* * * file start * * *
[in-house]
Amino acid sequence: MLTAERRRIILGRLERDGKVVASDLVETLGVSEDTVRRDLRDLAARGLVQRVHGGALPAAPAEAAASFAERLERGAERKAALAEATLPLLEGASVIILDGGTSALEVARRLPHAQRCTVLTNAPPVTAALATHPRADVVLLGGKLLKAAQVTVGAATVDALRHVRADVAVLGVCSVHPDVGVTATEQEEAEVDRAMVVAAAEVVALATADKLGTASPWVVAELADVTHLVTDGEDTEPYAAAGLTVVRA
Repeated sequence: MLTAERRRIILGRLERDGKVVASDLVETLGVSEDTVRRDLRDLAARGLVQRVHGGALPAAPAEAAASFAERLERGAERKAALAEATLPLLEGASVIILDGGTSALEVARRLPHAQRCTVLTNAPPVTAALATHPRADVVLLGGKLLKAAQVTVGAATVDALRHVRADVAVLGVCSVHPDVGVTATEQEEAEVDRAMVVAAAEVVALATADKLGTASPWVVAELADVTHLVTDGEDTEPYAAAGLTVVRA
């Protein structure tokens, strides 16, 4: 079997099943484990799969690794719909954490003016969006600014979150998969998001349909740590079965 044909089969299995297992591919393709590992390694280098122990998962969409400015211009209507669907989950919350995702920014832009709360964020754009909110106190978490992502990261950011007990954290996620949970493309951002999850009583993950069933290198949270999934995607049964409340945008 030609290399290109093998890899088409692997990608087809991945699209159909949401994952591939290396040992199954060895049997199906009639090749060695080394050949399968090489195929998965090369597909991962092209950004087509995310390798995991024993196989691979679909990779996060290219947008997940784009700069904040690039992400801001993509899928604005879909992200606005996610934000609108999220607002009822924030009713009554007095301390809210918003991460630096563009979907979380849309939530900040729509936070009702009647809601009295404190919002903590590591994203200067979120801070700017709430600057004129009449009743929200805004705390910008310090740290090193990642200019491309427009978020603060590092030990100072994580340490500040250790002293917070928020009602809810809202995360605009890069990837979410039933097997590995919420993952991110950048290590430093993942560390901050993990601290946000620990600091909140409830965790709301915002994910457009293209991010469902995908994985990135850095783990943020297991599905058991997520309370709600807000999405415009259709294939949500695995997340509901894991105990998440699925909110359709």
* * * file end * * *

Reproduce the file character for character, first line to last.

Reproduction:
[in-house]
Amino acid sequence: MLTAERRRIILGRLERDGKVVASDLVETLGVSEDTVRRDLRDLAARGLVQRVHGGALPAAPAEAAASFAERLERGAERKAALAEATLPLLEGASVIILDGGTSALEVARRLPHAQRCTVLTNAPPVTAALATHPRADVVLLGGKLLKAAQVTVGAATVDALRHVRADVAVLGVCSVHPDVGVTATEQEEAEVDRAMVVAAAEVVALATADKLGTASPWVVAELADVTHLVTDGEDTEPYAAAGLTVVRA
Repeated sequence: MLTAERRRIILGRLERDGKVVASDLVETLGVSEDTVRRDLRDLAARGLVQRVHGGALPAAPAEAAASFAERLERGAERKAALAEATLPLLEGASVIILDGGTSALEVARRLPHAQRCTVLTNAPPVTAALATHPRADVVLLGGKLLKAAQVTVGAATVDALRHVRADVAVLGVCSVHPDVGVTATEQEEAEVDRAMVVAAAEVVALATADKLGTASPWVVAELADVTHLVTDGEDTEPYAAAGLTVVRA
């Protein structure tokens, strides 16, 4: 079997099943484990799969690794719909954490003016969006600014979150998969998001349909740590079965 044909089969299995297992591919393709590992390694280098122990998962969409400015211009209507669907989950919350995702920014832009709360964020754009909110106190978490992502990261950011007990954290996620949970493309951002999850009583993950069933290198949270999934995607049964409340945008 030609290399290109093998890899088409692997990608087809991945699209159909949401994952591939290396040992199954060895049997199906009639090749060695080394050949399968090489195929998965090369597909991962092209950004087509995310390798995991024993196989691979679909990779996060290219947008997940784009700069904040690039992400801001993509899928604005879909992200606005996610934000609108999220607002009822924030009713009554007095301390809210918003991460630096563009979907979380849309939530900040729509936070009702009647809601009295404190919002903590590591994203200067979120801070700017709430600057004129009449009743929200805004705390910008310090740290090193990642200019491309427009978020603060590092030990100072994580340490500040250790002293917070928020009602809810809202995360605009890069990837979410039933097997590995919420993952991110950048290590430093993942560390901050993990601290946000620990600091909140409830965790709301915002994910457009293209991010469902995908994985990135850095783990943020297991599905058991997520309370709600807000999405415009259709294939949500695995997340509901894991105990998440699925909110359709």